Note that while suites can't be strata titled, it's still possible to co-own the entire property with a friend or family member, and then have an internal agreement as to who lives in the main home and who lives in the suite.

Enough Space

The maximum size of most secondary suites is 90 square meters / 969 square feet, or 40% of the home’s total floor area; whichever is less. (Common areas such as shared laundry rooms aren't counted towards the suite's total size.) At the same time, districts can require that suites have a minimum of 2 rooms, including a bathroom, sleeping area, and kitchen area. Existing or potential ceiling clearance for a suite needs to be at least 2 meters / 6’7”, and halls and stairways need a minimum width of 0.86 meters / 34”.

Depending on your municipality, there may be a specific minimum property size that you have to match in order to get approval for a secondary suite. Homes smaller than that minimum will be ineligible.

Room For Entrances & Exits

Secondary suites require a separate private entrance from the main home, with a swing door (no sliding doors) no smaller than 0.8 meters / 32", a deadbolt lock, and a door viewer or window. If your property already has an entrance meeting these requirements in an area where a suite can be built, it can save you having to construct a totally new entrance to code.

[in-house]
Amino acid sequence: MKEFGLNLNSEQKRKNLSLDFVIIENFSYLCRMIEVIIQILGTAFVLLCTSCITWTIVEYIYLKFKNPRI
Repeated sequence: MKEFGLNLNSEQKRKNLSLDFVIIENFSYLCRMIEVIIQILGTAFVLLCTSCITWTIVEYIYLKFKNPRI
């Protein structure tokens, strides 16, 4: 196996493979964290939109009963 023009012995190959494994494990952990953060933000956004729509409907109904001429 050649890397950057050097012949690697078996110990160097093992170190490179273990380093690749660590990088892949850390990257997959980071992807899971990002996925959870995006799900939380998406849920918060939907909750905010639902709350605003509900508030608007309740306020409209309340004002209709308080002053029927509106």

In addition to a main entrance/exit, every suite bedroom must have at least one window with a minimum height or width of 0.38 meters / 15”, an opening area of at least 0.35 square meters / 3.8 square feet, and which can be opened from the inside without any tools or special knowledge. If you're planning on adding a basement suite, check the ground level against the exterior wall — if there isn't enough space to add a window, the ground level will need to be lowered.

Support For Heat & Ventilation

A legal secondary suite needs to have an independent heating system and can't share furnace ducts with the main home. Existing systems will need to be sealed off from the suite, meaning the more complicated and interconnected your current heating system is, the more work will need to be done. The suite will also need its own fuel or electricity source to support whatever heating system it uses. (Baseboard heaters are the most common for suites, but may be too much for older electrical systems to support.)

Enough wall space and power sources should be available to support the minimum amount of suite ventilation, which includes at least one constantly-running principal exhaust fan, and exhaust fans that vent outside for each bathroom and kitchen area. If the suite contains any fuel-fed appliances like a fireplace or hot water tank, a fresh air intake is also required. The suite should remain comfortable and dry, so any existing moisture problems will either need to be repaired or kept at bay with extra ventilation.

Up-To-Date Plumbing & Electrical Systems

Any legal suite needs to have its own electricity and plumbing system. At minimum a suite requires a kitchen sink, bathroom sink, water closet, and bathtub or shower, all with potable water.

Smaller homes serviced with ½" or ¾" water supply pipes will need to upgrade to a larger supply to support a suite. Older homes may contain toxic lead plumbing which would have to be removed, or steel plumbing which could be deteriorating. Properties with a septic tank may need to upgrade their septic system to accommodate a suite, or may not be able to add a suite at all. The position of existing plumbing is also important — if it doesn't reach the planned suite, new pipes will need to be installed to supply the suite's bathroom and kitchen.